Frequently Asked Questions
1. What does it mean to be disabled in the Social Security system?
Under the Social Security system, disability is defined as “inability to engage in any substantial gainful activity by reason of any medically determinable physical or mental impairment which can be expected to result in death or has lasted or can be expected to last for a continuous period not less than 12 months.”
2. How do I apply for Social Security Disability?
You can apply for Social Security Disability benefits in person through the closest Social Security office or online at http://www.ssa.gov/. You can also call an attorney for advice or assistance in filing an application.
3. What can I do if Social Security denies my application for disability benefits?
If your application is denied, you have 60 days to appeal by filing a “Reconsideration.” If your claim is denied again, you will have 60 days to appeal again by filing a form to ask for a hearing before an administrative law judge. If your claim is denied by an administrative law judge, you will have 60 days to file a form to appeal to the appeals council. If your claim is denied by the appeals council, you will have 60 days to file a lawsuit in federal court.
4. What is the difference between Social Security Disability and Supplemental Security Income (SSI)?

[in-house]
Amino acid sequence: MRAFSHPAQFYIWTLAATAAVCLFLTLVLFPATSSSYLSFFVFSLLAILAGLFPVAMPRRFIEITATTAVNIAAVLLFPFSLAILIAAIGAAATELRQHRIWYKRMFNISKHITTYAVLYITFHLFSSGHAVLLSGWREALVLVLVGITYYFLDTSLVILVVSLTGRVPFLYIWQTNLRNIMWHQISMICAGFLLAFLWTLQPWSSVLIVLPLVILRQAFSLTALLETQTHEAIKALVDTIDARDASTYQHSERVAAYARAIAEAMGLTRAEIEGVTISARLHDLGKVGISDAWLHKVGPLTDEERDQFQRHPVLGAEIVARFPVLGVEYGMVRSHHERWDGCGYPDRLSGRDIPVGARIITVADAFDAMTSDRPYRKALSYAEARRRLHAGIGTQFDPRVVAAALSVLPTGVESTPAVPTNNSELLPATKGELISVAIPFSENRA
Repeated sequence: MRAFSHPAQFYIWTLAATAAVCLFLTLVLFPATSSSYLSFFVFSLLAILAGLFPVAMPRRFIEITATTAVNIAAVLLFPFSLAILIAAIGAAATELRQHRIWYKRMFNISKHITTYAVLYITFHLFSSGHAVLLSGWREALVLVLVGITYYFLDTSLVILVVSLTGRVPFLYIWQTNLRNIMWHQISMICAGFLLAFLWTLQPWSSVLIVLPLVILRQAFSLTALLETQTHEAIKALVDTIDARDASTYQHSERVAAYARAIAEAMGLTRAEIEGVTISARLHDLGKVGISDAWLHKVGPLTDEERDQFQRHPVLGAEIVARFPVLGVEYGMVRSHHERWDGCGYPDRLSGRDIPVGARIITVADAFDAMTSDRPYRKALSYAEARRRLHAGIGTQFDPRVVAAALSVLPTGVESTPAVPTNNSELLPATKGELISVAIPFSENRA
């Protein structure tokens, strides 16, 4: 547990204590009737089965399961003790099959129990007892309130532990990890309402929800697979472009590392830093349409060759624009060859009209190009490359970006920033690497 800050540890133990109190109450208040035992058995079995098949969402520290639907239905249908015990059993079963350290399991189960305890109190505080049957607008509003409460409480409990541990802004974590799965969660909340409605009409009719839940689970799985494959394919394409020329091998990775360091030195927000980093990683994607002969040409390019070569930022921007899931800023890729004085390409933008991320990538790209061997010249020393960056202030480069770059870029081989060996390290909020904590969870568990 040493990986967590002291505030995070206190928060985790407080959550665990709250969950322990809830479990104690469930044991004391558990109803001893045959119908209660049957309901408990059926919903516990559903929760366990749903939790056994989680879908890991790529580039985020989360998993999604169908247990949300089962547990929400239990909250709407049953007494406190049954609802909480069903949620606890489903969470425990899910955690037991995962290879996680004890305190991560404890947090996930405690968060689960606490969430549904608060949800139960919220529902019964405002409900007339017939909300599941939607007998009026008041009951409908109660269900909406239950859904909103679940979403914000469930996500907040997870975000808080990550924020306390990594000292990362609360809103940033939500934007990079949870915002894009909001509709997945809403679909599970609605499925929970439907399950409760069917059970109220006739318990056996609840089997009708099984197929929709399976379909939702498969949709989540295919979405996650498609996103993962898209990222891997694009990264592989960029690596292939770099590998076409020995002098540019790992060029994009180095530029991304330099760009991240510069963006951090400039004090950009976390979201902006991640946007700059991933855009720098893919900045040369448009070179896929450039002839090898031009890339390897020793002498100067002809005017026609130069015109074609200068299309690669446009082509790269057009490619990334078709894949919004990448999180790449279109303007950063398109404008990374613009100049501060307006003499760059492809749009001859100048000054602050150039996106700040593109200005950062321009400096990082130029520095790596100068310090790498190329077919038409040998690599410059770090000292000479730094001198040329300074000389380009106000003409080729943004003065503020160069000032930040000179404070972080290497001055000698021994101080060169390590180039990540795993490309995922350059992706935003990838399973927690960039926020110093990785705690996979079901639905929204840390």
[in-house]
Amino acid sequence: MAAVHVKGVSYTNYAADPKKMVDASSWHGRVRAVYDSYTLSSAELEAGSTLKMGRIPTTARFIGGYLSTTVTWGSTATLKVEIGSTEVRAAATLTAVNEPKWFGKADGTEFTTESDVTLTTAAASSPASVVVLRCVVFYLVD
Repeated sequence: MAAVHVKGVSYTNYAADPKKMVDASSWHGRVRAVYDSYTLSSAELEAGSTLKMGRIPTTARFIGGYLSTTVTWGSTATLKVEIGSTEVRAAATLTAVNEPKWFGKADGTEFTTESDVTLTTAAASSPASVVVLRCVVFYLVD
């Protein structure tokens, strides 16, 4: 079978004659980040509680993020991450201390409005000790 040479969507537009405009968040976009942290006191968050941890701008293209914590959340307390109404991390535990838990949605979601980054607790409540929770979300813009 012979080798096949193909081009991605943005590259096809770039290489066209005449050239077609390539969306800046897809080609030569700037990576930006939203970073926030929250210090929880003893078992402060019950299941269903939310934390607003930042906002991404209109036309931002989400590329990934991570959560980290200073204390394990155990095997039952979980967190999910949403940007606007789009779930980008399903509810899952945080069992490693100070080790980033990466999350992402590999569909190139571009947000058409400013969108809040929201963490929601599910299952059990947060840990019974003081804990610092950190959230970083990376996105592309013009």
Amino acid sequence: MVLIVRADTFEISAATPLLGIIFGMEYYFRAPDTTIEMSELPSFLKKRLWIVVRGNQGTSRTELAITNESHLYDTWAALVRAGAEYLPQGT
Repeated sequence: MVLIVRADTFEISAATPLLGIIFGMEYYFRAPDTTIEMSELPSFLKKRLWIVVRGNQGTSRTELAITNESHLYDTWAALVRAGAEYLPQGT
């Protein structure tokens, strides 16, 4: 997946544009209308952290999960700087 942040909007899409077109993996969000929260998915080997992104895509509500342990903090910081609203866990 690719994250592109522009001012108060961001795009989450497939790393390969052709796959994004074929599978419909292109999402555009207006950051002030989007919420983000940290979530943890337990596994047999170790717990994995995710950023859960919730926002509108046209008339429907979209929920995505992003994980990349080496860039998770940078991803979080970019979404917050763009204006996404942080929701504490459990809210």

Social Security Disability is applicable when people are working and paying Social Security taxes. Federal Insurance Contributions Act (FICA) taxes are withheld by the Social Security Administration when wages are paid.
If you work and earn enough credits, you become insured for a disability benefit. Generally, you need to work five years out of the last ten years before you can become disabled under the Social Security Disability program. If you are awarded Social Security Disability benefits, you would also eventually receive Medicare. Supplemental Security Income (SSI) is a need-based program administered by Social Security and funded by general, federal tax revenues. Supplemental Security Income (SSI) pays monthly benefits to the elderly, the blind and people with disabilities who have low income and very limited assets. If approved for Supplemental Security Income (SSI), you will also begin receiving Medicaid.
5. Will I need to get an attorney?
You are not required to get an attorney to represent you in your claim for disability benefits. However, the Social Security Disability system is very complicated and involves many rules, regulations and court decisions requiring interpretation and application to your particular circumstances. Getting an experienced attorney in this area of the law can be of great assistance in getting your claim approved.
6. How much will an attorney charge?
Law Office of Rodney F. Durham does not charge a fee unless your claim is approved. If your claim is approved, the Social Security Administration generally approves a fee of 25 percent of past-due benefits. If there are no past-due benefits paid, there will be no attorney fees.
7. Can I receive partial Social Security Disability benefits?